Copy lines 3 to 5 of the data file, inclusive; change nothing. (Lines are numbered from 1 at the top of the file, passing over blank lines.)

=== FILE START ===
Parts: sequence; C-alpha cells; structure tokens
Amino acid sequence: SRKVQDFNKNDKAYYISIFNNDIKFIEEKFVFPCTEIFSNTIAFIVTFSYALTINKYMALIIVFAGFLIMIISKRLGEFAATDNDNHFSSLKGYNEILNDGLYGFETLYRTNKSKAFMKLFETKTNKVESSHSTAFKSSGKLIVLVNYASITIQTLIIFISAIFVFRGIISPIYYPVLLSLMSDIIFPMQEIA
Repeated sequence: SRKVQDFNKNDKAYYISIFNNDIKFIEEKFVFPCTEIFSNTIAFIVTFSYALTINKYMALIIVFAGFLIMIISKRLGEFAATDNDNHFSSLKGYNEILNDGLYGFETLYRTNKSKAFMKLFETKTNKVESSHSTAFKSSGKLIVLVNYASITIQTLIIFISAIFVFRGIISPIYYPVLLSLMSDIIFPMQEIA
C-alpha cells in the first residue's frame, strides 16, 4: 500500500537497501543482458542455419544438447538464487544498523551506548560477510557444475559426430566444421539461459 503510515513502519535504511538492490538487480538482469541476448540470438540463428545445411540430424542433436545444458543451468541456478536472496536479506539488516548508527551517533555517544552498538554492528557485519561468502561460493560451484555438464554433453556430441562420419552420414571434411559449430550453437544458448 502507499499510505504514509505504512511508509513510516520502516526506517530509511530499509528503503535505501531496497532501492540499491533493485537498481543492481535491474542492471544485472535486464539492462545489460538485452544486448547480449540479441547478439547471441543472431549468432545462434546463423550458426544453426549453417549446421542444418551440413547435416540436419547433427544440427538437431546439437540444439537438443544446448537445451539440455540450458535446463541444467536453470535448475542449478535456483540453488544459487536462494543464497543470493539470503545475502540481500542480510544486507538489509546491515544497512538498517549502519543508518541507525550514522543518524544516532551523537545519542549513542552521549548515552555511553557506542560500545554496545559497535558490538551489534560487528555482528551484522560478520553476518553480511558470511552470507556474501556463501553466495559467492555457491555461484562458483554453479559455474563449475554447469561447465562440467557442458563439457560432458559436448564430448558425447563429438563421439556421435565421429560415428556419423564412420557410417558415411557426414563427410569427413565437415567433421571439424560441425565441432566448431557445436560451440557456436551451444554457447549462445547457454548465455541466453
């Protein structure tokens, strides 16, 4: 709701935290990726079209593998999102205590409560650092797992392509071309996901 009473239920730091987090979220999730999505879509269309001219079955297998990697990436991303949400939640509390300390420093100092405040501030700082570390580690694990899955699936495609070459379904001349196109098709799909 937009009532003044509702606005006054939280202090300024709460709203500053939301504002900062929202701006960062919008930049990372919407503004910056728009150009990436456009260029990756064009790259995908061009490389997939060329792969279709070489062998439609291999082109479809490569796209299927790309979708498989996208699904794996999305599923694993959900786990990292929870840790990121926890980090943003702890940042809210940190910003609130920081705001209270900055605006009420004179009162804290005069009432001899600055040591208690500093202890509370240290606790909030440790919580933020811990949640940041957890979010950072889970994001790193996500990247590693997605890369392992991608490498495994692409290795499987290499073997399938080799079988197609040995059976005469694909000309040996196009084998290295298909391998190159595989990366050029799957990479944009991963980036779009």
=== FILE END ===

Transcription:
Repeated sequence: SRKVQDFNKNDKAYYISIFNNDIKFIEEKFVFPCTEIFSNTIAFIVTFSYALTINKYMALIIVFAGFLIMIISKRLGEFAATDNDNHFSSLKGYNEILNDGLYGFETLYRTNKSKAFMKLFETKTNKVESSHSTAFKSSGKLIVLVNYASITIQTLIIFISAIFVFRGIISPIYYPVLLSLMSDIIFPMQEIA
C-alpha cells in the first residue's frame, strides 16, 4: 500500500537497501543482458542455419544438447538464487544498523551506548560477510557444475559426430566444421539461459 503510515513502519535504511538492490538487480538482469541476448540470438540463428545445411540430424542433436545444458543451468541456478536472496536479506539488516548508527551517533555517544552498538554492528557485519561468502561460493560451484555438464554433453556430441562420419552420414571434411559449430550453437544458448 502507499499510505504514509505504512511508509513510516520502516526506517530509511530499509528503503535505501531496497532501492540499491533493485537498481543492481535491474542492471544485472535486464539492462545489460538485452544486448547480449540479441547478439547471441543472431549468432545462434546463423550458426544453426549453417549446421542444418551440413547435416540436419547433427544440427538437431546439437540444439537438443544446448537445451539440455540450458535446463541444467536453470535448475542449478535456483540453488544459487536462494543464497543470493539470503545475502540481500542480510544486507538489509546491515544497512538498517549502519543508518541507525550514522543518524544516532551523537545519542549513542552521549548515552555511553557506542560500545554496545559497535558490538551489534560487528555482528551484522560478520553476518553480511558470511552470507556474501556463501553466495559467492555457491555461484562458483554453479559455474563449475554447469561447465562440467557442458563439457560432458559436448564430448558425447563429438563421439556421435565421429560415428556419423564412420557410417558415411557426414563427410569427413565437415567433421571439424560441425565441432566448431557445436560451440557456436551451444554457447549462445547457454548465455541466453
């Protein structure tokens, strides 16, 4: 709701935290990726079209593998999102205590409560650092797992392509071309996901 009473239920730091987090979220999730999505879509269309001219079955297998990697990436991303949400939640509390300390420093100092405040501030700082570390580690694990899955699936495609070459379904001349196109098709799909 937009009532003044509702606005006054939280202090300024709460709203500053939301504002900062929202701006960062919008930049990372919407503004910056728009150009990436456009260029990756064009790259995908061009490389997939060329792969279709070489062998439609291999082109479809490569796209299927790309979708498989996208699904794996999305599923694993959900786990990292929870840790990121926890980090943003702890940042809210940190910003609130920081705001209270900055605006009420004179009162804290005069009432001899600055040591208690500093202890509370240290606790909030440790919580933020811990949640940041957890979010950072889970994001790193996500990247590693997605890369392992991608490498495994692409290795499987290499073997399938080799079988197609040995059976005469694909000309040996196009084998290295298909391998190159595989990366050029799957990479944009991963980036779009």